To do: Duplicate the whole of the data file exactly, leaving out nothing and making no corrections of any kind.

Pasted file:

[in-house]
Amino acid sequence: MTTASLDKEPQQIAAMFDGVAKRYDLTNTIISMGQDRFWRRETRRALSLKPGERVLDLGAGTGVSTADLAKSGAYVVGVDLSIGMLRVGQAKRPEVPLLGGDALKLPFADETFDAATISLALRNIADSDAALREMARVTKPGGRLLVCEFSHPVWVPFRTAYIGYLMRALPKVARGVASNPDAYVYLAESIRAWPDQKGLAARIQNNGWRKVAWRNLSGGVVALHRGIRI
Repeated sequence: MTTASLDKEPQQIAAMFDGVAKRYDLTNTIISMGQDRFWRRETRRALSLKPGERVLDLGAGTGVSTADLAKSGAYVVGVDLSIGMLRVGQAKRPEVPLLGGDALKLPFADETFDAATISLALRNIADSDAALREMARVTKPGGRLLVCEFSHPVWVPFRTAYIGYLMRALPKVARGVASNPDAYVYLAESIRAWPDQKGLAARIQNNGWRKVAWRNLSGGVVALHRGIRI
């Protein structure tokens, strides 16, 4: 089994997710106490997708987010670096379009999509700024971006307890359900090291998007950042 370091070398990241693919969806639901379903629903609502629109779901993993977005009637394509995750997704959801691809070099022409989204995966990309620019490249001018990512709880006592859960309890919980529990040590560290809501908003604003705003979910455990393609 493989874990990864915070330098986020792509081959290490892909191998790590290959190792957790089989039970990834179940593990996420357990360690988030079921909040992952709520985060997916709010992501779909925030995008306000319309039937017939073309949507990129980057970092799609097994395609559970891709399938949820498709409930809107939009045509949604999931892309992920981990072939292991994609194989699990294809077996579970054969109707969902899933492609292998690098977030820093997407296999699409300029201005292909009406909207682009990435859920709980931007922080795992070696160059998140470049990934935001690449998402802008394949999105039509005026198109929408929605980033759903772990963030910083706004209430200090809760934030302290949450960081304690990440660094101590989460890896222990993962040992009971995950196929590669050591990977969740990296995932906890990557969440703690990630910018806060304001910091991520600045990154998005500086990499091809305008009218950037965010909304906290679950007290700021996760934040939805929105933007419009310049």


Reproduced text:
[in-house]
Amino acid sequence: MTTASLDKEPQQIAAMFDGVAKRYDLTNTIISMGQDRFWRRETRRALSLKPGERVLDLGAGTGVSTADLAKSGAYVVGVDLSIGMLRVGQAKRPEVPLLGGDALKLPFADETFDAATISLALRNIADSDAALREMARVTKPGGRLLVCEFSHPVWVPFRTAYIGYLMRALPKVARGVASNPDAYVYLAESIRAWPDQKGLAARIQNNGWRKVAWRNLSGGVVALHRGIRI
Repeated sequence: MTTASLDKEPQQIAAMFDGVAKRYDLTNTIISMGQDRFWRRETRRALSLKPGERVLDLGAGTGVSTADLAKSGAYVVGVDLSIGMLRVGQAKRPEVPLLGGDALKLPFADETFDAATISLALRNIADSDAALREMARVTKPGGRLLVCEFSHPVWVPFRTAYIGYLMRALPKVARGVASNPDAYVYLAESIRAWPDQKGLAARIQNNGWRKVAWRNLSGGVVALHRGIRI
């Protein structure tokens, strides 16, 4: 089994997710106490997708987010670096379009999509700024971006307890359900090291998007950042 370091070398990241693919969806639901379903629903609502629109779901993993977005009637394509995750997704959801691809070099022409989204995966990309620019490249001018990512709880006592859960309890919980529990040590560290809501908003604003705003979910455990393609 493989874990990864915070330098986020792509081959290490892909191998790590290959190792957790089989039970990834179940593990996420357990360690988030079921909040992952709520985060997916709010992501779909925030995008306000319309039937017939073309949507990129980057970092799609097994395609559970891709399938949820498709409930809107939009045509949604999931892309992920981990072939292991994609194989699990294809077996579970054969109707969902899933492609292998690098977030820093997407296999699409300029201005292909009406909207682009990435859920709980931007922080795992070696160059998140470049990934935001690449998402802008394949999105039509005026198109929408929605980033759903772990963030910083706004209430200090809760934030302290949450960081304690990440660094101590989460890896222990993962040992009971995950196929590669050591990977969740990296995932906890990557969440703690990630910018806060304001910091991520600045990154998005500086990499091809305008009218950037965010909304906290679950007290700021996760934040939805929105933007419009310049």